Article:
From the BatchNorm paper, section 4.2.3, (https://arxiv.org/abs/1502.03167),

The ensemble prediction was based on the arithmetic average of class

probabilities predicted by the constituent networks.

Is there a theoretical basis for doing this? Is the output value after averaging of individual probabilities, still a valid probability?

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#### Best Answer

From the law of total probability we know that for disjoint events $H_n$, we can calculate:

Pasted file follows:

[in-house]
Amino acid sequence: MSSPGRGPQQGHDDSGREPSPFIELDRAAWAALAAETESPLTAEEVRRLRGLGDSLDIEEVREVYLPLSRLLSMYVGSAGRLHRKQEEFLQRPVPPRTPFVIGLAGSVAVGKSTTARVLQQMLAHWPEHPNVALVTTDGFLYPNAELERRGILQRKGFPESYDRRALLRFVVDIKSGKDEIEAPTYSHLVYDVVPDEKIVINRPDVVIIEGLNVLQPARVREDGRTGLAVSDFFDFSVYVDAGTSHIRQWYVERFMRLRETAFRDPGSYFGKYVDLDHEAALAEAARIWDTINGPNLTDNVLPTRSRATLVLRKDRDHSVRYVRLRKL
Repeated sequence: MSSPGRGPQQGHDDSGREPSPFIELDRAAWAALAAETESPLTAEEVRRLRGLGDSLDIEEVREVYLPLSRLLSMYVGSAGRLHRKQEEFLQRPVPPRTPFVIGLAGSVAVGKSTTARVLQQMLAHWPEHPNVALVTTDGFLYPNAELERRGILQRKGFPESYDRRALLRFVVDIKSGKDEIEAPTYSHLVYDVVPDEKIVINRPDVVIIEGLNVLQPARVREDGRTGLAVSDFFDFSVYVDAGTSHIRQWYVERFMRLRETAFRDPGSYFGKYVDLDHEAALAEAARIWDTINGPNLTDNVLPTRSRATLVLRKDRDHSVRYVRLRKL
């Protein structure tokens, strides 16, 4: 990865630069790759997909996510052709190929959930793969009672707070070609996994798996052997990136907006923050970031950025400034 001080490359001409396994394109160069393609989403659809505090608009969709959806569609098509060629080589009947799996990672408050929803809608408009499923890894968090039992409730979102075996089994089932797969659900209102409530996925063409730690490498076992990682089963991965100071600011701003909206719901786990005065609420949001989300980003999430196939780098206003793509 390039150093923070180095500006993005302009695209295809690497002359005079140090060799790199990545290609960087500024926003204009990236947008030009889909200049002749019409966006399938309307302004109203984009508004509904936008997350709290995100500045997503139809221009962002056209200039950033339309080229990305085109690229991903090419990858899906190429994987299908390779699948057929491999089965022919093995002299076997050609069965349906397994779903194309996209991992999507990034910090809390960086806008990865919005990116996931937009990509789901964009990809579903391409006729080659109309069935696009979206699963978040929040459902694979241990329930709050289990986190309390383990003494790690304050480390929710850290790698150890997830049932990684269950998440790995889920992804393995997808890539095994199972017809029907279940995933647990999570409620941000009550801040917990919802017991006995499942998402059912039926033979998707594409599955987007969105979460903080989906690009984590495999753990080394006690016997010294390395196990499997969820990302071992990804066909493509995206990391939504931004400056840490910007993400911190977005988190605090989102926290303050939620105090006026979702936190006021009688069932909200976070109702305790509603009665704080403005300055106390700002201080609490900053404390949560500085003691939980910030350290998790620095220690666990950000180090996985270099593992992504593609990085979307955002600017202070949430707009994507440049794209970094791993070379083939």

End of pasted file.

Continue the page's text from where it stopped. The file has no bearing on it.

$$P(A) = sum_n P(A|H_n) * P(H_n)$$

Basically if $P(A|H_n), n:1,…,N$ are different networks emitting probabilities, and $H_n$ is a disjoint hypothesis space then the result is a probability.

When doing simple averaging they are assuming that $P(H_n) = frac{1}{N}$ for all $n:1,..,N$; a discrete uniform distribution.

The biggest problem with these kind of averages is that nobody really checks if the hypotheses are in fact disjoint or whether it makes sense to assign equal probabilities to each or not. Hypotheses usually end up being very similar to each other. As a result, mathematically speaking the result is still a probability, but from a Bayesian averaging point of view, it is not a well thought prior.

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